^^^todo Explain more about NixOS' automated testing setup. ^^^
The properties above are not entirely without tradeoffs - make sure to read the FAQ entry about the tradeoffs before diving into Nix and NixOS.
What is Nix (the language)?
Confusingly, the name "Nix" is not just used for the package manager, but also for the language that you use to write packages or system configurations. Sometimes, people call it 'nix-lang' to differentiate it from the package manager, and we'll do the same in this documentation.
nix-lang is a little different from what you might be used to. It's a bit like a declarative language such as JSON, but also a bit like a 'real' programming language, with support for functions and variables (sort of). An excellent step-by-step introduction to the language can be found here - it's a fairly simple language, but because it has some unusual characteristics, you should definitely give that a read.
This language is used throughout Nix, and in all of the tooling surrounding it. It's the language you use for writing package definitions, modifying your system configuration, managing multiple servers, and even for writing package tests. Because it allows creating functions and other abstractions, it can support configuration at any scale, without becoming complex to use for the simple cases.
If you're curious why Nix has its own custom language, and why it doesn't just use something that already exists, have a look in the FAQ.
What is nixpkgs?
You'll often run across the name 'nixpkgs' in this documentation. Nix itself is really just the package manager and build tool - it doesn't come with any software packages, and expects the user to point it at some sort of 'package set'.
That's where nixpkgs comes in - it's the officially maintained package set for Nix, and it's what almost every Nix user uses. It contains a wide selection of software - comparable to what you might find in most Linux distributions, and sometimes even exceeding them - as well as all the bits and pieces for NixOS (explained below).
You're not limited to using nixpkgs, of course. It's just selected as a default when you install Nix, and you're free to add other package sets, or write an 'overlay' that extends nixpkgs with additional packages. For example, Mozilla maintains a nixpkgs overlay for their Rust and Firefox projects.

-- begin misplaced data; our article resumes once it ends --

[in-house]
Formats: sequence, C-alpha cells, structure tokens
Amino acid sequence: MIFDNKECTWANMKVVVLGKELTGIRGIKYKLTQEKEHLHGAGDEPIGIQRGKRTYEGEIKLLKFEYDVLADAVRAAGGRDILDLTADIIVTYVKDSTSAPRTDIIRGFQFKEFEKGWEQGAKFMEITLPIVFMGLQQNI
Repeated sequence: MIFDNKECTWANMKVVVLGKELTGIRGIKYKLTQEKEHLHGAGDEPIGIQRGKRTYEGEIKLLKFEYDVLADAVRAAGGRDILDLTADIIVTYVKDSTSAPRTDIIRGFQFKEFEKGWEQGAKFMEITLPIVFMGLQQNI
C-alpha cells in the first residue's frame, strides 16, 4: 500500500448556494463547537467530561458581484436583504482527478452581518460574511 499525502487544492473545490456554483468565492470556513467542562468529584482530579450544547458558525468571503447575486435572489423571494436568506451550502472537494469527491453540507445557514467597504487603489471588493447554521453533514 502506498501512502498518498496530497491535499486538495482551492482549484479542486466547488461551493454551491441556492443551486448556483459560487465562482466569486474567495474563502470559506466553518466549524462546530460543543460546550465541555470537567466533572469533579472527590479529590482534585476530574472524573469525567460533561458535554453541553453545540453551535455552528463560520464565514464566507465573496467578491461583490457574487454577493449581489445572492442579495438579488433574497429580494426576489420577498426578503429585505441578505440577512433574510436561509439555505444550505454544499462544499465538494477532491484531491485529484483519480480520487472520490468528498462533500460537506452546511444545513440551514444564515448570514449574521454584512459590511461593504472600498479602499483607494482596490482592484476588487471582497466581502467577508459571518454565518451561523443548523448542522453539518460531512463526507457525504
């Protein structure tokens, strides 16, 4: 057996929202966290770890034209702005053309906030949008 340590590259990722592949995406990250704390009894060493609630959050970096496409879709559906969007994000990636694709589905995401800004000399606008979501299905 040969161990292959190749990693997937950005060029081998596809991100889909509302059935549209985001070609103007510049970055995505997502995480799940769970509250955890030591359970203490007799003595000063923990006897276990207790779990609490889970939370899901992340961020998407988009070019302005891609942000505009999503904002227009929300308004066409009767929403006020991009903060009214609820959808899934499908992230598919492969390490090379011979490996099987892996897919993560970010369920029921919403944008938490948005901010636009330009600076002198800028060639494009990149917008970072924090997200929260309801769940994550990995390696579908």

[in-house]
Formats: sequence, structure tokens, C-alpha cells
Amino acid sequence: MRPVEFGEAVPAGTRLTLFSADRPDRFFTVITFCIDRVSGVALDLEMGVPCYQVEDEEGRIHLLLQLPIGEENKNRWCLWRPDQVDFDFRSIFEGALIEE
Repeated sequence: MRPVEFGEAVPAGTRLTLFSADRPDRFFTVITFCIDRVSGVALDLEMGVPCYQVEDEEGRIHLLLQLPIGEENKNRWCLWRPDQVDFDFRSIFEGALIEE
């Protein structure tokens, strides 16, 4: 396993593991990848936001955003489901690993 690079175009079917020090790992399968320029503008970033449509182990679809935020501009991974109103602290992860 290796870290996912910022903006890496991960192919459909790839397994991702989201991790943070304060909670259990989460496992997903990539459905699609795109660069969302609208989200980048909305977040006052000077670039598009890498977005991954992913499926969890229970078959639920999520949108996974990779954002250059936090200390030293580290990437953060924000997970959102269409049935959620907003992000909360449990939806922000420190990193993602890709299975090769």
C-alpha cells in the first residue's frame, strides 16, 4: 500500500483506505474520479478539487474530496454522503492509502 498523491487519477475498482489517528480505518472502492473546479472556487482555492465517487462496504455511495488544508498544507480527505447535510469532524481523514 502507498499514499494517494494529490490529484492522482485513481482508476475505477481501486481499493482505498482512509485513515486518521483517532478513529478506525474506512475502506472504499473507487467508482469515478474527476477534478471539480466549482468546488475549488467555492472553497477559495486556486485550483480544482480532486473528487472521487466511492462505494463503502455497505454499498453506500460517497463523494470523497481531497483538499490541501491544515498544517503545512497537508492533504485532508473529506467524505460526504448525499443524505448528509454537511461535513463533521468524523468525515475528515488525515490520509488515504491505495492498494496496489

If you're in a more experimental mood, you could even totally remove nixpkgs, and write your own package set from scratch. This is something that most users won't want (or need) to do, though.
What is NixOS?
While Nix can run as a stand-alone package manager on any Linux system, and even on macOS, there's only so much that it can do without control over the rest of the system. NixOS is a Linux distribution that takes the concept of Nix a step further, by making it possible to use Nix for managing your entire system - from software, to services, to kernel settings, to container management, all using the same language.
This documentation is for both Nix and NixOS - NixOS-specific sections will be marked as such.
What is NixOps?
Nix (and NixOS) themselves only manage a single machine. If you want to manage multiple machines, especially if they are many servers, you can use a tool like NixOps - it's an 'orchestration tool' like Ansible, Chef, or Puppet, but with the guarantees of Nix. Like all of the other tools, you use nix-lang for specifying your systems.
If you're curious about what NixOS with NixOps does better than other orchestration tools, give this excellent article a read.
What is Hydra?
Hydra is, more or less, a build server. Unsurprisingly, it uses Nix and nix-lang for specifying what to build. It's used to build the binary packages for nixpkgs, for example, as well as for running automated tests to ensure that packages actually work. If you're just using Nix or NixOS as an end user, you probably don't need to care about this.
Because Hydra supports deployment operations after a successful build-and-testing cycle, you could also technically consider it a Continuous Deployment system.